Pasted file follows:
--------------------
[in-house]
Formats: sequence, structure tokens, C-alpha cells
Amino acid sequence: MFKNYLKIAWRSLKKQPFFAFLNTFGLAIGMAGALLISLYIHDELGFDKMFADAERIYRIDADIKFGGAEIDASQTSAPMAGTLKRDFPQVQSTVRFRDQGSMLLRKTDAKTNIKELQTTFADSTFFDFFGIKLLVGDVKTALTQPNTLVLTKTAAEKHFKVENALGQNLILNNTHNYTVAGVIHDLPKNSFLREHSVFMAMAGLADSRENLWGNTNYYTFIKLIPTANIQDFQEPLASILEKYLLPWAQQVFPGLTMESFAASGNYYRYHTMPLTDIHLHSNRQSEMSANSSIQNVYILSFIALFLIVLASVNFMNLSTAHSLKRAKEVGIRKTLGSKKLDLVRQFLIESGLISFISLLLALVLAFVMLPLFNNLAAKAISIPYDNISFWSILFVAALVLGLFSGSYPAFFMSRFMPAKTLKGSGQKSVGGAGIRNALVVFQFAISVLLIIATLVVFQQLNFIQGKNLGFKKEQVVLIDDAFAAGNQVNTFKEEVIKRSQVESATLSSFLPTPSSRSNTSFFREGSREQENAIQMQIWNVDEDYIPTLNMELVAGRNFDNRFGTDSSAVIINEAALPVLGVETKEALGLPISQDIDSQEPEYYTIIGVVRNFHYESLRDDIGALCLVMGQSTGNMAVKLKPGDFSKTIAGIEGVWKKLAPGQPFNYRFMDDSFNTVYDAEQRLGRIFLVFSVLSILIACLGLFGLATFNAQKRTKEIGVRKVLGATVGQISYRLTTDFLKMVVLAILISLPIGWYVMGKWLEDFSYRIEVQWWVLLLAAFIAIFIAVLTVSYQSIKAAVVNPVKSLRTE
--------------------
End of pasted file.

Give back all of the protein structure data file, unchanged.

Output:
[in-house]
Formats: sequence, structure tokens, C-alpha cells
Amino acid sequence: MFKNYLKIAWRSLKKQPFFAFLNTFGLAIGMAGALLISLYIHDELGFDKMFADAERIYRIDADIKFGGAEIDASQTSAPMAGTLKRDFPQVQSTVRFRDQGSMLLRKTDAKTNIKELQTTFADSTFFDFFGIKLLVGDVKTALTQPNTLVLTKTAAEKHFKVENALGQNLILNNTHNYTVAGVIHDLPKNSFLREHSVFMAMAGLADSRENLWGNTNYYTFIKLIPTANIQDFQEPLASILEKYLLPWAQQVFPGLTMESFAASGNYYRYHTMPLTDIHLHSNRQSEMSANSSIQNVYILSFIALFLIVLASVNFMNLSTAHSLKRAKEVGIRKTLGSKKLDLVRQFLIESGLISFISLLLALVLAFVMLPLFNNLAAKAISIPYDNISFWSILFVAALVLGLFSGSYPAFFMSRFMPAKTLKGSGQKSVGGAGIRNALVVFQFAISVLLIIATLVVFQQLNFIQGKNLGFKKEQVVLIDDAFAAGNQVNTFKEEVIKRSQVESATLSSFLPTPSSRSNTSFFREGSREQENAIQMQIWNVDEDYIPTLNMELVAGRNFDNRFGTDSSAVIINEAALPVLGVETKEALGLPISQDIDSQEPEYYTIIGVVRNFHYESLRDDIGALCLVMGQSTGNMAVKLKPGDFSKTIAGIEGVWKKLAPGQPFNYRFMDDSFNTVYDAEQRLGRIFLVFSVLSILIACLGLFGLATFNAQKRTKEIGVRKVLGATVGQISYRLTTDFLKMVVLAILISLPIGWYVMGKWLEDFSYRIEVQWWVLLLAAFIAIFIAVLTVSYQSIKAAVVNPVKSLRTE